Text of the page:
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Permanent magnet composition
5183517 Permanent magnet composition
Patent Drawings:

Inventor: Yasumura, et al.
Date Issued: February 2, 1993
Application: 07/759,130
Filed: September 11, 1991
Inventors: Kiyomiya; Teruo (Kosai, JP)
Matsui; Kazuo (Toyohashi, JP)
Mizuno; Yasutoshi (Toyohashi, JP)
Yasumura; Takaaki (Kosai, JP)
Assignee: Fuji Electrochemical Co., Ltd. (Tokyo, JP)
Primary Examiner: Sheehan; John P.
Assistant Examiner:
Attorney Or Agent: Barnes & Thornburg
U.S. Class: 148/303; 420/435; 420/582
Field Of Search: 148/303; 420/435; 420/582
International Class:
U.S Patent Documents: 4289549
Foreign Patent Documents: 56-46508; 57-118604
Other References:









Abstract: An improved permanent magnet composition comprising 22 to 28 wt % R, 5 to 16 wt % iron, 0.2 to 6.5 wt % copper, 0.1 to 6 wt % manganese, 0.5 to 6 wt % A, 0.1 to 2 wt % B and the balance cobalt, in which R is at least one of rare earth elements including yttrium, A is at least one of zinc and zirconium and B is at least one element selected from the group of aluminum, bismath and thallium.
Claim: What is claimed is:

1. A permanent magnet composition comprising: 22 to 28 wt % R, R being at least one of rare earth elements including yttrium; 5 to 16 wt % iron; 0.2 to 6.5 wt % copper; 0.1to 6 wt % manganese; 0.5 to 6 wt % A, A being at least one element selected from the group of zinc and zirconium; 0.1 to 2.5 wt % thallium; and the balance being cobalt.

2. A permanent magnet composition comprising 22 to 28 wt % R (which is at least one of the rare earth elements including yttrium), 5 to 16 wt % iron, 0.2 to 6.5 wt % copper, 0.1 to 6 wt % manganese, 0.5 to 6 wt % A (which is at least one of zincand zirconium), 0.1 to 2 wt % aluminum, and the balance being cobalt.
Description: BACKGROUND OF THE INVENTION

1. Field of the Invention

The present invention relates to R.sub.2 M.sub.17 (where R represents at least one of rare earth elements including yttrium and M is mainly transition metals) type permanent magnet composition and, more particularly, to the R.sub.2 M.sub.17 typepermanent magnet composition whose energy product is improved by increasing its residual magnetic flux density while maintaining its coercive force at a level equal to that obtainable in the prior art.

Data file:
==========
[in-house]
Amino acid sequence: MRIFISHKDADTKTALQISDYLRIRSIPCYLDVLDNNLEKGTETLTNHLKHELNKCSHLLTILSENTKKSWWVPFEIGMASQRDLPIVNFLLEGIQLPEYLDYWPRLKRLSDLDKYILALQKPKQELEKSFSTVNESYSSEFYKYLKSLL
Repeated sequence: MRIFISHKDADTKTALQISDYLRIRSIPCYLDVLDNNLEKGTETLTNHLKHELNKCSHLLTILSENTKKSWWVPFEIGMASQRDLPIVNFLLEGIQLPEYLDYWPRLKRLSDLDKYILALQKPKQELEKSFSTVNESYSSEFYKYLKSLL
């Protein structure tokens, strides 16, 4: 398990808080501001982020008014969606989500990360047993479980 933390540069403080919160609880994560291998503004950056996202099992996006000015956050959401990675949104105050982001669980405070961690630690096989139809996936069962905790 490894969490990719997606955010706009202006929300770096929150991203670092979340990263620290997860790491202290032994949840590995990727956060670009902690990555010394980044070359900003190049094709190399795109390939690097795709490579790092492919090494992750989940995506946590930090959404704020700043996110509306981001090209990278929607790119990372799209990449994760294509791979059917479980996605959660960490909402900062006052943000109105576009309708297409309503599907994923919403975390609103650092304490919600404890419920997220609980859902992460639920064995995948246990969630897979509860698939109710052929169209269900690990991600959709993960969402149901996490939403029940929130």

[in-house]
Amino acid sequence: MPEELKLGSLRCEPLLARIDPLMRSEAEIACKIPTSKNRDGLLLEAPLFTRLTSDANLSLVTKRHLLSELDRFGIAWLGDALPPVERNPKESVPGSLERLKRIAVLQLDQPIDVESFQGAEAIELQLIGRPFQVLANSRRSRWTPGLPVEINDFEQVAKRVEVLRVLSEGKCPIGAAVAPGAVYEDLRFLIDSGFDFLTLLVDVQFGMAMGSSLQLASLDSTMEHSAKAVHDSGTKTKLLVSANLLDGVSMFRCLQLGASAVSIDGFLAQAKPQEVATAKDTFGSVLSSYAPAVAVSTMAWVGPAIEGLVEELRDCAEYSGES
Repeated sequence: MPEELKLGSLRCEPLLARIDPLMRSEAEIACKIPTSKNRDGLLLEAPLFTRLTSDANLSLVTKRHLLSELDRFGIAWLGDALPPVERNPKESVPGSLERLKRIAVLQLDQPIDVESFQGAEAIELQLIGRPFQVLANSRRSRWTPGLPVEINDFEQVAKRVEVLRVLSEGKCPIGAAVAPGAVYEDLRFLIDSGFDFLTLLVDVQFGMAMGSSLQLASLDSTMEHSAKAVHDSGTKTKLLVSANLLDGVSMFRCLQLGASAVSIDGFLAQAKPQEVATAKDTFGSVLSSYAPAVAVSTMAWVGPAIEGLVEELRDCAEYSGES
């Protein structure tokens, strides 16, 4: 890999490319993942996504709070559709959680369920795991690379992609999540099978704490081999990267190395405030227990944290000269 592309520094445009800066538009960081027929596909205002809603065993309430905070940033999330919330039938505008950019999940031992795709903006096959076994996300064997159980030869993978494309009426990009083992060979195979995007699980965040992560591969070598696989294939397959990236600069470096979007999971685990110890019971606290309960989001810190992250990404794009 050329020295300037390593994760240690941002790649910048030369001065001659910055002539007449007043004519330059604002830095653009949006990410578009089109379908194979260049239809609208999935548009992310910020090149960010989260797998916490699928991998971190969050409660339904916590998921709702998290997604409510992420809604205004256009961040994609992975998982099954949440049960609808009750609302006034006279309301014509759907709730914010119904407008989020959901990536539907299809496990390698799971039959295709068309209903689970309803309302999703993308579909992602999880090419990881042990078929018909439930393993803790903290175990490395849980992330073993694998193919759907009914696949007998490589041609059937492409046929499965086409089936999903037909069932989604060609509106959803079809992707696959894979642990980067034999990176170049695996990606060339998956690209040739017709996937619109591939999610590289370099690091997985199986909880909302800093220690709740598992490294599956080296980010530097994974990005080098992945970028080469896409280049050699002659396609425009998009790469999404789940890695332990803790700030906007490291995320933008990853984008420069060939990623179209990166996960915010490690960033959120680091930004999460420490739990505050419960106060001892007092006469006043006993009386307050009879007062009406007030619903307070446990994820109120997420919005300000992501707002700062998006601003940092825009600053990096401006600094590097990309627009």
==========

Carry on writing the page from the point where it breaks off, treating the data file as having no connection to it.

2. Description of Prior Art

In conventional R.sub.2 M.sub.17 type permanent magnets using samarium as the rare earth element R and cobalt as the transition metal M the copper content is relatively large, above 10 weight percent, to obtain high coercive force (iHc) and ironis added to suppress deterioration of residual magnetic flux density (Br) which is caused when the copper content becomes large. In this instance, the amount of iron added is held less than about 8 weight percent, because the iron, if added in largequantity, would lower the residual magnetic flux density (Br).

However, the energy product (BH) obtainable with such a permanent magnet composition is only 22.1 MG.Oe or so at the largest.

To increase the energy product (BH), a variety of permanent magnet compositions have been proposed so far.

Of the proposed compositions, (1) a composition which contains 22 wt % R, 5 to 12 wt % copper, 0.2 to 5 wt % X (which is at least one of niobium, zirconium, vanadium, tantalum, chromium, hafnium), 0.2 to 8 wt % manganese and the balance beingcobalt which is substituted by less than 35 wt % iron (Japanese Patent Publication No. 56-11378), (2) a composition which contains 22 to 28 wt % R, 2 to 10 wt % copper, 6 to 35 wt % T (which is at least one of iron manganese and chromium), 0.5 to 6 wt %M (zirconium and/or hafnium) and the balance being cobalt (Japanese Patent Publication No. 62-61665), and (3) a composition which is represented by the formula R (Co.sub.l-u-v-w Cu.sub.u Fe.sub.v M.sub.w).sub.z where 0<u.ltoreq.2,0.01<v.ltoreq.0.6, 0.005 .ltoreq.w.ltoreq.0.05, 6.5.ltoreq.z.ltoreq.8.8, and M is at least one element selected from the group consisting of tantalum, zirconium, niobium, titanium and hafnium (Japanese Patent Publication No. 61-17881) are high in bothcoercive force and residual magnetic flux density, and consequently, provide a great energy product.

All these compositions reduce the copper content but instead call for the addition of such expensive and difficult-to-get elements as tantalum, niobium and hafnium--this inevitably leads to advanced cost of material and hence eventually raisesthe manufacturing costs of products. Moreover, these compositions are all intended to provide a greater energy product by increasing both of the coercive force and the residual magnetic flux density. However, depending on the elements used, thecoercive force increases while decreasing the residual magnetic flux density and vice versa as referred to above. Accordingly, it is very difficult to determine the particular composition which can raise both of characteristics.

SUMMARY OF THE INVENTION

It is therefore an object of the present invention to provide R.sub.2 M.sub.17 type permanent magnet composition which reduces a copper content but instead uses low-cost, easily available elements and which provides a greater energy product byincreasting a residual magnetic flux density while maintaining a coercive force at a level substantially equal to that in the prior art composition.